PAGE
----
Last week we unveiled its rather gorgeous jacket and now we’re going to show you a little bit of what’s underneath! *Twit twoo!* We got the sense a lot of you couldn’t wait to read the next e-short from Jo Thomas, so here’s a peek at the first few pages…
Layla gripped the simple ceramic urn tightly between her knees. But the more she gripped, the more it slipped and slid against her thick woollen tights, threatening to spill over onto the immaculate leather interior of Rob’s car.
‘Watch the leather!’ he said, holding the steering wheel with one hand and changing the music on his phone with the other.
His car. His pride and joy; for now anyway, until he upgrades, which Layla was sure would be any time soon.
As sales agents at Cadwallader’s call centre where they both worked, you were encouraged to focus on your goals. So much so, in fact, that you had to put a photo of the thing you most aspired to up as your screen saver, so you knew what you were aiming for. Layla’s had a wedding scene from Harper Magazine with the most amazing wedding dress in it. Rob’s had his next car. Much the same as the one they were in, but newer. Layla’s best friend Emmy couldn’t see the point of Rob upgrading his car. But then, Emmy didn’t even drive.
Layla put one hand on the lid of the urn and lifted the other up to shield her eyes against the brilliant orange sunlight that was dazzling her. Her new shiny solitaire ring spun on her finger. The sunlight was so low and bright she felt like she was being spun this way and that, inside a tumble dryer; not being able to see or get her bearings.
‘You must be able to work out where we are now!’ Rob said with irritation as he swung the BMW up the high street, claiming the right of way for oncoming drivers.
‘I don’t,’ Layla said, wishing she did. Her hand was still held up in front of her eyes, the other on the slipping urn. Her knees, thighs and buttocks began to ache with the effort of keeping it there. ‘It’s been twenty years since I was here!’ she reminded him. She’d been twelve, just three weeks away from her thirteenth birthday when she’d last visited Swn-y-Mor — the small fishing village nestled into a harbour that wrapped itself around an inlet on the edge of the Atlantic on the West Wales coast.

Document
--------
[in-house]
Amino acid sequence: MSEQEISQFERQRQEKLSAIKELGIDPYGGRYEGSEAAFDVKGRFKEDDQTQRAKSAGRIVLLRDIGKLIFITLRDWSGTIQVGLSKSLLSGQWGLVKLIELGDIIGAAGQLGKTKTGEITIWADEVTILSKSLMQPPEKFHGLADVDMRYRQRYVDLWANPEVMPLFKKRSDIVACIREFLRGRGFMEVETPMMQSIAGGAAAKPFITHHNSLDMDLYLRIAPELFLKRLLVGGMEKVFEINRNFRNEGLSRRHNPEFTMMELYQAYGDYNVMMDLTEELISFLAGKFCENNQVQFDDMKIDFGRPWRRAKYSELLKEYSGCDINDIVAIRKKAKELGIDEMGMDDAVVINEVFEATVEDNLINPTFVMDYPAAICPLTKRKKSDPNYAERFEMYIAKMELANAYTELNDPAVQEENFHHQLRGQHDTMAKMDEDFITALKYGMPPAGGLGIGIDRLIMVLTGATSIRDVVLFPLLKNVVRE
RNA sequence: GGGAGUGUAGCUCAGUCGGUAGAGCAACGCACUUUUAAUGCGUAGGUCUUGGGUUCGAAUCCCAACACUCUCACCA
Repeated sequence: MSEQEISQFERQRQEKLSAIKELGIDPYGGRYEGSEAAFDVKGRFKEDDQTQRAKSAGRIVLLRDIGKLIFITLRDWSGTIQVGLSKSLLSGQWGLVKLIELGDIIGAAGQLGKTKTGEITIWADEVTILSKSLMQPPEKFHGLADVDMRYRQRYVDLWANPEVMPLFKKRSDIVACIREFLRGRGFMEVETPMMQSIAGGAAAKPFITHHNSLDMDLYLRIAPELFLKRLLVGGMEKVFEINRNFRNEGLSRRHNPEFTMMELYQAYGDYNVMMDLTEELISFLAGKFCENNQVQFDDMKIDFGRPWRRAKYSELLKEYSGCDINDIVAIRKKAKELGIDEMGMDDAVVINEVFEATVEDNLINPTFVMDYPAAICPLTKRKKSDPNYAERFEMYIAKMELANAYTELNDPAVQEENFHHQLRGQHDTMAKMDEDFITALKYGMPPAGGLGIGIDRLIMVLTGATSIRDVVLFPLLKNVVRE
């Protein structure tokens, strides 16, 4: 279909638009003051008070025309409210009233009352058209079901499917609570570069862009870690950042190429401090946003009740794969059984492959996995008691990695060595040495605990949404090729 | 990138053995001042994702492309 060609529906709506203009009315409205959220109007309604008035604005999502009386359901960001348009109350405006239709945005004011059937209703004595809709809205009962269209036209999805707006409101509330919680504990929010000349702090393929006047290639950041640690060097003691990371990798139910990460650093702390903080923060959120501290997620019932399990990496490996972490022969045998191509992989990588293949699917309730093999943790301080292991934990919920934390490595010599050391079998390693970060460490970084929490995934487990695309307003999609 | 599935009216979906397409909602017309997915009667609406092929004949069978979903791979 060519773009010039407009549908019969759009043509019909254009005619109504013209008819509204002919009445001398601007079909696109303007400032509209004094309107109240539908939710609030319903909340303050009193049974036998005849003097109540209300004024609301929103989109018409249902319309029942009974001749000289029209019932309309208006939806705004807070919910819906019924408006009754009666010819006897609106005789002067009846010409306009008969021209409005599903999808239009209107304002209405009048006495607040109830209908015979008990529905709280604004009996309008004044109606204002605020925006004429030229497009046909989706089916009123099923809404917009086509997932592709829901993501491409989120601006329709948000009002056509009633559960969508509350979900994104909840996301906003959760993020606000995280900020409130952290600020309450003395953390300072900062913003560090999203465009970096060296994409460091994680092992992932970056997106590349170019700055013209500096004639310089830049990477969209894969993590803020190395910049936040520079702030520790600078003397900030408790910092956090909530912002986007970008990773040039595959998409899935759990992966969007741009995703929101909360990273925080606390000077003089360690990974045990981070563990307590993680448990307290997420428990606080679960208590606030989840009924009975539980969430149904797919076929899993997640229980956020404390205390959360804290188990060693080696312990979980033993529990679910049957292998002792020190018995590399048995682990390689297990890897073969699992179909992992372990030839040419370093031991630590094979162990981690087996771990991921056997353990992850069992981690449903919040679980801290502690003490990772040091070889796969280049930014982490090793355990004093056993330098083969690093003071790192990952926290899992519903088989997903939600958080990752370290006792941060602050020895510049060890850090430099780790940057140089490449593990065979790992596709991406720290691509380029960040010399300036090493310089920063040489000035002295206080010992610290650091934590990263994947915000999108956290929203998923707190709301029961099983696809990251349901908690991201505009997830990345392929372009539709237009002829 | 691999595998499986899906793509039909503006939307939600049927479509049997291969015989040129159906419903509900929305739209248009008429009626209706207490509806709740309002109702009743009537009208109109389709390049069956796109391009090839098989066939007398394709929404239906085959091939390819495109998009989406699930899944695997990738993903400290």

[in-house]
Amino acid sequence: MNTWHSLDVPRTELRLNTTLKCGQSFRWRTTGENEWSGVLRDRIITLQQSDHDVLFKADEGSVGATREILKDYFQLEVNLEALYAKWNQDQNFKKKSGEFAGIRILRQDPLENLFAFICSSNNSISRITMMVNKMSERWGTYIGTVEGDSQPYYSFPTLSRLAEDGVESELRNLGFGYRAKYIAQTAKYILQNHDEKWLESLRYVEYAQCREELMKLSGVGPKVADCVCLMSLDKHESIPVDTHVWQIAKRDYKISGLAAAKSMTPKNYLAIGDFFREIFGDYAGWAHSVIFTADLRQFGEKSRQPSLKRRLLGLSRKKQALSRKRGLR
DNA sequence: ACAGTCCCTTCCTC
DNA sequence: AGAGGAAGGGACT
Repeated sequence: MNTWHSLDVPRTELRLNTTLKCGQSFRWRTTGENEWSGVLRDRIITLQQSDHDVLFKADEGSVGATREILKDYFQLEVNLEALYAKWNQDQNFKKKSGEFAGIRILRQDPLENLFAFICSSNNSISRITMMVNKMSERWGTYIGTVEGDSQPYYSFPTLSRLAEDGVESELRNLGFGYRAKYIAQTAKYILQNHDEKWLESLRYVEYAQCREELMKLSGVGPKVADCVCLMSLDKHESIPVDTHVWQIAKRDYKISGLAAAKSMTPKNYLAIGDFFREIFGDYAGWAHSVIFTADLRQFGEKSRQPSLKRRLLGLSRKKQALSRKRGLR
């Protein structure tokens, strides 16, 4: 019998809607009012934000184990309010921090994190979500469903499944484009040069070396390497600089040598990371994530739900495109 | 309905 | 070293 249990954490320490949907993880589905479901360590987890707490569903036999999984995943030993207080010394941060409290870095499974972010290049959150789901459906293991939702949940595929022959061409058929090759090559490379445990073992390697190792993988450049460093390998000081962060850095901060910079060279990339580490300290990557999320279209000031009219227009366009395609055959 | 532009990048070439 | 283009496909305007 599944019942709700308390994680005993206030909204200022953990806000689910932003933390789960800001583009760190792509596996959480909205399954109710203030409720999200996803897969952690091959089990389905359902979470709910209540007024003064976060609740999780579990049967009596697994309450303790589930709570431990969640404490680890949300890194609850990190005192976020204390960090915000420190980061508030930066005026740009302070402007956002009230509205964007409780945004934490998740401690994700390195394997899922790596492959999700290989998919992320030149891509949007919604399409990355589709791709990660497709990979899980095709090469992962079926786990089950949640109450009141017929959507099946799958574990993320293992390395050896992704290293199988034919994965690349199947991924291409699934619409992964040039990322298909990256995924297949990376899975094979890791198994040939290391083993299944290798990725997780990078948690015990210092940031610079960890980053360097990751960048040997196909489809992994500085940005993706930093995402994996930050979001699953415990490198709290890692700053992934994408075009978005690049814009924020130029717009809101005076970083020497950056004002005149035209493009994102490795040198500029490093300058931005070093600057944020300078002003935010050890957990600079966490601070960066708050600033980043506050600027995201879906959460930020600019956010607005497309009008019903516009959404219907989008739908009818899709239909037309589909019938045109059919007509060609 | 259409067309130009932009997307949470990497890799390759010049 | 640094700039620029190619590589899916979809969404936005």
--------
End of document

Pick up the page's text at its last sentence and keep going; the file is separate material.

‘Try the satnav again,’ Rob insisted, pointing to her phone.
Layla didn’t have a spare hand. If she dropped the one in front of her eyes, she’d be blinded. If she took the one off the urn … they’d be breathing in ashes, her dad’s ashes to be precise. Not that she’d seen her dad to call him that in years. But still, it wouldn’t be right.
Her neatly straightened blond hair flicked around her face catching in the fabric of her pastel pink cashmere scarf, which contrasted with the pale blue of her eyes. She was wearing a short tweed skirt and smart white fitted shirt under her showerproof short coat, and wished she’d slipped a thin woollen jumper under her matching waist-length jacket.
Rob tutted, then indicated at the last minute, taking a sharp right-hand turn in front of another car that stopped, the driver shaking his head at Layla as his bonnet practically met her passenger door. The jet-ski they were towing behind them wobbled from side to side but stayed put on its trailer as Rob put his foot down on the accelerator and they sped down the tight lane, flanked by tiny fisherman’s cottages built on the slope of the hill.
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